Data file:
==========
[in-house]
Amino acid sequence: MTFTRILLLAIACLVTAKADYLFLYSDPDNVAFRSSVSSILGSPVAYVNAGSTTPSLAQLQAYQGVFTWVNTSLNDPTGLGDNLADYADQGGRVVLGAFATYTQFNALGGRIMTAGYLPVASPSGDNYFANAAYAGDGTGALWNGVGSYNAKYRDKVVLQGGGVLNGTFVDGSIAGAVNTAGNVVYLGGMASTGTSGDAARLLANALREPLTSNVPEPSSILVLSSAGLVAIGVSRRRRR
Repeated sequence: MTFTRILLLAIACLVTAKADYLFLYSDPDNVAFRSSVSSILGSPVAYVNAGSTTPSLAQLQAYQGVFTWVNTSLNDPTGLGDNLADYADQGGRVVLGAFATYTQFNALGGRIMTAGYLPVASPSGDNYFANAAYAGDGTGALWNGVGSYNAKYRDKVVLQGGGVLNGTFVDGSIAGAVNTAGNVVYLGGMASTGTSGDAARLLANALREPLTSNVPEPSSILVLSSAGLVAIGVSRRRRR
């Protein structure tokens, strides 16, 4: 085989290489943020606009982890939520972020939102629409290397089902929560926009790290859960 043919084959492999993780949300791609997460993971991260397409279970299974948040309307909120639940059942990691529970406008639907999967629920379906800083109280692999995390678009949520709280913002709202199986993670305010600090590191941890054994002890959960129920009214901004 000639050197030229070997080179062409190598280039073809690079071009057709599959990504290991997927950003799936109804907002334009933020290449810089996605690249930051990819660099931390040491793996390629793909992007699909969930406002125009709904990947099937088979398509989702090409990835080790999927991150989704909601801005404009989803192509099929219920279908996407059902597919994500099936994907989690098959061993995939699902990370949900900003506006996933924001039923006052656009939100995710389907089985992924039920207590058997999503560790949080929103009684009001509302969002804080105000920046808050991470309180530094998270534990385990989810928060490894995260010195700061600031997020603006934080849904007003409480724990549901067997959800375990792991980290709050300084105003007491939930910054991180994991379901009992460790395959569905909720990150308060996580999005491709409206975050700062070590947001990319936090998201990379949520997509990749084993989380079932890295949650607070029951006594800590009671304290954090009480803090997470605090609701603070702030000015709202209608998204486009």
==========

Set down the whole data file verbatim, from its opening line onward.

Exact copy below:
[in-house]
Amino acid sequence: MTFTRILLLAIACLVTAKADYLFLYSDPDNVAFRSSVSSILGSPVAYVNAGSTTPSLAQLQAYQGVFTWVNTSLNDPTGLGDNLADYADQGGRVVLGAFATYTQFNALGGRIMTAGYLPVASPSGDNYFANAAYAGDGTGALWNGVGSYNAKYRDKVVLQGGGVLNGTFVDGSIAGAVNTAGNVVYLGGMASTGTSGDAARLLANALREPLTSNVPEPSSILVLSSAGLVAIGVSRRRRR
Repeated sequence: MTFTRILLLAIACLVTAKADYLFLYSDPDNVAFRSSVSSILGSPVAYVNAGSTTPSLAQLQAYQGVFTWVNTSLNDPTGLGDNLADYADQGGRVVLGAFATYTQFNALGGRIMTAGYLPVASPSGDNYFANAAYAGDGTGALWNGVGSYNAKYRDKVVLQGGGVLNGTFVDGSIAGAVNTAGNVVYLGGMASTGTSGDAARLLANALREPLTSNVPEPSSILVLSSAGLVAIGVSRRRRR
């Protein structure tokens, strides 16, 4: 085989290489943020606009982890939520972020939102629409290397089902929560926009790290859960 043919084959492999993780949300791609997460993971991260397409279970299974948040309307909120639940059942990691529970406008639907999967629920379906800083109280692999995390678009949520709280913002709202199986993670305010600090590191941890054994002890959960129920009214901004 000639050197030229070997080179062409190598280039073809690079071009057709599959990504290991997927950003799936109804907002334009933020290449810089996605690249930051990819660099931390040491793996390629793909992007699909969930406002125009709904990947099937088979398509989702090409990835080790999927991150989704909601801005404009989803192509099929219920279908996407059902597919994500099936994907989690098959061993995939699902990370949900900003506006996933924001039923006052656009939100995710389907089985992924039920207590058997999503560790949080929103009684009001509302969002804080105000920046808050991470309180530094998270534990385990989810928060490894995260010195700061600031997020603006934080849904007003409480724990549901067997959800375990792991980290709050300084105003007491939930910054991180994991379901009992460790395959569905909720990150308060996580999005491709409206975050700062070590947001990319936090998201990379949520997509990749084993989380079932890295949650607070029951006594800590009671304290954090009480803090997470605090609701603070702030000015709202209608998204486009």